Every city has its must-see park. In Strasbourg, it's undoubtedly the Parc de l'Orangerie. Built in the 17th century, it is the city's oldest park and also its largest (26 hectares). It's probably the favorite park of the people of Strasbourg, who love to stroll, jog, take the kids out to play, picnic... or take their wedding photos under the kiosk or the arches of the rose garden. Just a stone's throw from the European institutions, it's also a very cosmopolitan park, where you can hear many languages rubbing shoulders.
For me, it brings back memories of family outings on Sundays when I was a child, with our boat rides, merry-go-rounds or visits to the animals at the mini-zoo. Today, I take my daughter to the Orangerie. She simply loves going to the play areas, riding her bike, having a snack and, like me at her age, driving (or pretending to drive) a vintage car. If you don't know it yet, or don't know its history and treasures, I'd like to take you on a tour of my favorite Strasbourg park.
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Parc de l'Orangerie: why the name?
Let's start with a bit of history. In 1692, Marshal d'Huxelles, commander of the Strasbourg square, had a large driveway built towards the Robertsau to train horses. A few years later, a park was built with two walkways lined with lime and elm trees. The garden was laid out in the French style, with regular, geometric shapes, as was customary in the Kingdom of France at the time. It quickly became a popular spot for the people of Strasbourg.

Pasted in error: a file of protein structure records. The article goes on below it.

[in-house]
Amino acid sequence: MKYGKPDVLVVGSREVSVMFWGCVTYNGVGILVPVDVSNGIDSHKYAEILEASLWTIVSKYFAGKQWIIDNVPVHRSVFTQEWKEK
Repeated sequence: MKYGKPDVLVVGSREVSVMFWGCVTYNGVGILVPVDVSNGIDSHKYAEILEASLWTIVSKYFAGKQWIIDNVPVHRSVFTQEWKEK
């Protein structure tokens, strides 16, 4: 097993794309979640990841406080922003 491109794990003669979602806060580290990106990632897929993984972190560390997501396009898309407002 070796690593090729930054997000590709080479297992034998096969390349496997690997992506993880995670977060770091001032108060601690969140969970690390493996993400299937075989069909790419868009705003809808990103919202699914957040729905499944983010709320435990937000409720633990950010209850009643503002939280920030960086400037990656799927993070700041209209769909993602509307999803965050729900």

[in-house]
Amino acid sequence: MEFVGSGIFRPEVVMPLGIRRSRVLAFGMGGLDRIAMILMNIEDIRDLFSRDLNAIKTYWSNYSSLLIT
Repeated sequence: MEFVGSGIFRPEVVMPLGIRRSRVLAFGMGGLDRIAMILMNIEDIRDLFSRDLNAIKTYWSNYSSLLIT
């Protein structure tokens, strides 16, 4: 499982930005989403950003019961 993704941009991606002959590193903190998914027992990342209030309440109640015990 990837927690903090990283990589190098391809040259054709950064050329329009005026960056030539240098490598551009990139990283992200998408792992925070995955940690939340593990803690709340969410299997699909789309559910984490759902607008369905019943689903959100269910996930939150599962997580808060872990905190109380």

During the French Revolution, the park became a meeting place for Republicans. At the same time, the 138 orange trees of the Château de Bouxwiller were confiscated from the Hanau-Lichtenberg family and ceded to the town in 1801. A pleasure pavilion was built in 1804 by architect Valentin Boudhors to house these exotic plants. It also pays homage to Empress Josephine, in a bid to win Napoleon's favor. It's easy to see why the park is called the Orangerie and the Pavillon Joséphine.
In 1968, a fire destroyed the Pavillon Joséphine and the collection of orange trees dating back to 1793. Originally made of wood, the pavilion was rebuilt identically, this time in stone. As for the orange trees, only three survived the fire and are preserved in the park's greenhouses.
From 1830 onwards, the park took on the appearance of an English garden. It features small, winding paths and wilder-looking plantings, in contrast to the symmetrical compositions of the French garden.
In the footsteps of the Great Exhibition of 1895 in Strasbourg
At the end of the 19th century, Strasbourg became German and had to become a showcase for the Empire in artistic, architectural and economic terms. In 1895, the city hosted an industrial and craft exhibition in the Parc de l'Orangerie, which was profoundly transformed. The park was enlarged and landscaped for the occasion. A lake was dug, accompanied by a waterfall. Several wooden pavilions and exhibition and catering buildings were built in just a few months, covering an area of almost 25,000 m². In place of the bowling alley, a large restaurant and banquet hall welcomed visitors. Unfortunately, the building had fallen into disrepair due to lack of maintenance, and was demolished in 1961.